Instacart shoppers, led by the folks over at Gig Workers Collective, are planning a nationwide strike in protest of the company’s practices amid the COVID-19 pandemic, Vice first reported. Shoppers, who are responsible for grocery shopping and deliveries, say they have urged Instacart to take proper safety precautions, such as providing hand sanitizer and disinfectant products, but “have been ignored,” Gig Workers Collective wrote in a post today.
On March 30, shoppers will strike and not return to work until their demands are met. Shoppers are demanding Instacart provide personal protective equipment at no cost to workers and hazard pay of $5 extra per order, change the default tip to 10%, extend the sick pay policy to those who have a doctor’s note for a pre-existing condition that may make them more susceptible to contracting the virus and extend the deadline to qualify for those benefits beyond April 8th.
“The health and safety of our entire community — shoppers, customers, and employees — is our first priority,” an Instacart spokesperson said in a statement to TechCrunch. “Our goal is to offer a safe and flexible earnings opportunity to shoppers, while also proactively taking the appropriate precautionary measures to operate safely. We want to underscore that we absolutely respect the rights of shoppers to provide us feedback and voice their concerns. It’s a valuable way for us to continuously make improvements to the shopper experience and we’re committed to supporting this important community during this critical time.”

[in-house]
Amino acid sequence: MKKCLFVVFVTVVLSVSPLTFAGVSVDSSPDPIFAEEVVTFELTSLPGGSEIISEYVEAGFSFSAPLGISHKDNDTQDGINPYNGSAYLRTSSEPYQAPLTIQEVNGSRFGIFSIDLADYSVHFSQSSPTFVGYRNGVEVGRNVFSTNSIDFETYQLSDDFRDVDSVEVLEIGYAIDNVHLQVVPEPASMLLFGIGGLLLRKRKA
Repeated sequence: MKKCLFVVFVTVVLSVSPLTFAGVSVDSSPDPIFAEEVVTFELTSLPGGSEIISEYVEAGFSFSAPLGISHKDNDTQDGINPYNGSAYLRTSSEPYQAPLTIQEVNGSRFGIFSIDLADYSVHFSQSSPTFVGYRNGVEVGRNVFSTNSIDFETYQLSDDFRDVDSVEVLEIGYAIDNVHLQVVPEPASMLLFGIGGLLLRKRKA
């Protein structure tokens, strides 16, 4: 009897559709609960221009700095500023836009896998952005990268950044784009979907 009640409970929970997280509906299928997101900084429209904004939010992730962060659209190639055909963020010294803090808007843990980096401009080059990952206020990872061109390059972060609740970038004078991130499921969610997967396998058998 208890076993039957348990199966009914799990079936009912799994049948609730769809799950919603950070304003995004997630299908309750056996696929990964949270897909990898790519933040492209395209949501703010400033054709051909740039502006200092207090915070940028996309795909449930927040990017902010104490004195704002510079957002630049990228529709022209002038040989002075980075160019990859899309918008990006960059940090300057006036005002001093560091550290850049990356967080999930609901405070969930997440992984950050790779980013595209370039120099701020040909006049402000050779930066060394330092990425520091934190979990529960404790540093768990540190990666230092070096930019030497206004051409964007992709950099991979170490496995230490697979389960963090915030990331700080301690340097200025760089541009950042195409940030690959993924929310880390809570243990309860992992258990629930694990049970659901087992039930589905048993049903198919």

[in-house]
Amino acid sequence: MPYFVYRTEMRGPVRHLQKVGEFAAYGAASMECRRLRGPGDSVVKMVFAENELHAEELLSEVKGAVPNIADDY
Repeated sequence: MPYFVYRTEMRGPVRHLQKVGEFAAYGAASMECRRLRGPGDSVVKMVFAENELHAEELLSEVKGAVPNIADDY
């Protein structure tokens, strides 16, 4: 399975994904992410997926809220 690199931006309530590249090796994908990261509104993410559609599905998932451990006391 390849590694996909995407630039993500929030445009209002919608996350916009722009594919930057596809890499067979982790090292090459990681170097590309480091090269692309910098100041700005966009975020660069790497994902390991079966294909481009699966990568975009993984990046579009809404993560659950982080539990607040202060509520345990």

Shortly after their demands went public, Instacart outlined its plans to extend its financial assistance through May 8, 2020. The company says it is also extending contactless deliveries to alcohol so that shoppers will no longer need to collect signatures from customers unless it’s explicitly required by the state or retailer. While Instacart has addressed some of the demands, the company has not met all of them.
This all comes after Instacart announced it would bring on another 300,000 independent contractors to keep up with the demand that has resulted from many Americans staying at home during the pandemic.
“Instacart has a well established history of exploiting its Shoppers, one that extends years back before our current crisis,” the shoppers wrote. “Now, its mistreatment of Shoppers has stooped to an all-time low. They are profiting astronomically off of us literally risking our lives, all while refusing to provide us with effective protection, meaningful pay, and meaningful benefits.”
Amid the coronavirus outbreak, Instacart has offered sick pay for in-store shoppers and extended pay for independent contractors. The company has also implemented contactless deliveries, but shoppers say these efforts fall short. In fact, shoppers say Instacart has failed to honor its promise of paying shoppers up to 14 days of pay if diagnosed or placed in quarantine.
It’s now widely understood that gig workers are providing essential services during these times, as many cities have enacted shelter-in-place ordinances and as vulnerable people are remaining at home in order to reduce their risk of exposure to the virus. In San Francisco, legislators are pushing for more gig worker protections while the House of Representatives is currently reviewing the $2 trillion stimulus package that would provide gig workers with unemployment insurance.